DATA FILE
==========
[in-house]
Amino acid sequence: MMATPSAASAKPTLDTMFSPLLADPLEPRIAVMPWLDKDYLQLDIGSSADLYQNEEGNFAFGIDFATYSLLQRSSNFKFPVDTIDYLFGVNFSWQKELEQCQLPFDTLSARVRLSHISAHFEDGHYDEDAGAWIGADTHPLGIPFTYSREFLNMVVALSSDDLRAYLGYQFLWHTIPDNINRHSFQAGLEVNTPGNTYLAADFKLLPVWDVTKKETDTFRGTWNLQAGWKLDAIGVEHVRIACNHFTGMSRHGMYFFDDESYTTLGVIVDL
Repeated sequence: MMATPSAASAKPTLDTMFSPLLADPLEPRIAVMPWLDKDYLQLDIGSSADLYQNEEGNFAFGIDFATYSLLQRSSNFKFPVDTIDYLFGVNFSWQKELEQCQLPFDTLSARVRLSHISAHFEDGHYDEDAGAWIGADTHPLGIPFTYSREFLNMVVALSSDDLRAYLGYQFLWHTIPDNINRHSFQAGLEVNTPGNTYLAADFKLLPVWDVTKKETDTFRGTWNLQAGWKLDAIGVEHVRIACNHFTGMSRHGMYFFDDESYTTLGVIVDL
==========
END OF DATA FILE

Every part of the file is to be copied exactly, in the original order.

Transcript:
[in-house]
Amino acid sequence: MMATPSAASAKPTLDTMFSPLLADPLEPRIAVMPWLDKDYLQLDIGSSADLYQNEEGNFAFGIDFATYSLLQRSSNFKFPVDTIDYLFGVNFSWQKELEQCQLPFDTLSARVRLSHISAHFEDGHYDEDAGAWIGADTHPLGIPFTYSREFLNMVVALSSDDLRAYLGYQFLWHTIPDNINRHSFQAGLEVNTPGNTYLAADFKLLPVWDVTKKETDTFRGTWNLQAGWKLDAIGVEHVRIACNHFTGMSRHGMYFFDDESYTTLGVIVDL
Repeated sequence: MMATPSAASAKPTLDTMFSPLLADPLEPRIAVMPWLDKDYLQLDIGSSADLYQNEEGNFAFGIDFATYSLLQRSSNFKFPVDTIDYLFGVNFSWQKELEQCQLPFDTLSARVRLSHISAHFEDGHYDEDAGAWIGADTHPLGIPFTYSREFLNMVVALSSDDLRAYLGYQFLWHTIPDNINRHSFQAGLEVNTPGNTYLAADFKLLPVWDVTKKETDTFRGTWNLQAGWKLDAIGVEHVRIACNHFTGMSRHGMYFFDDESYTTLGVIVDL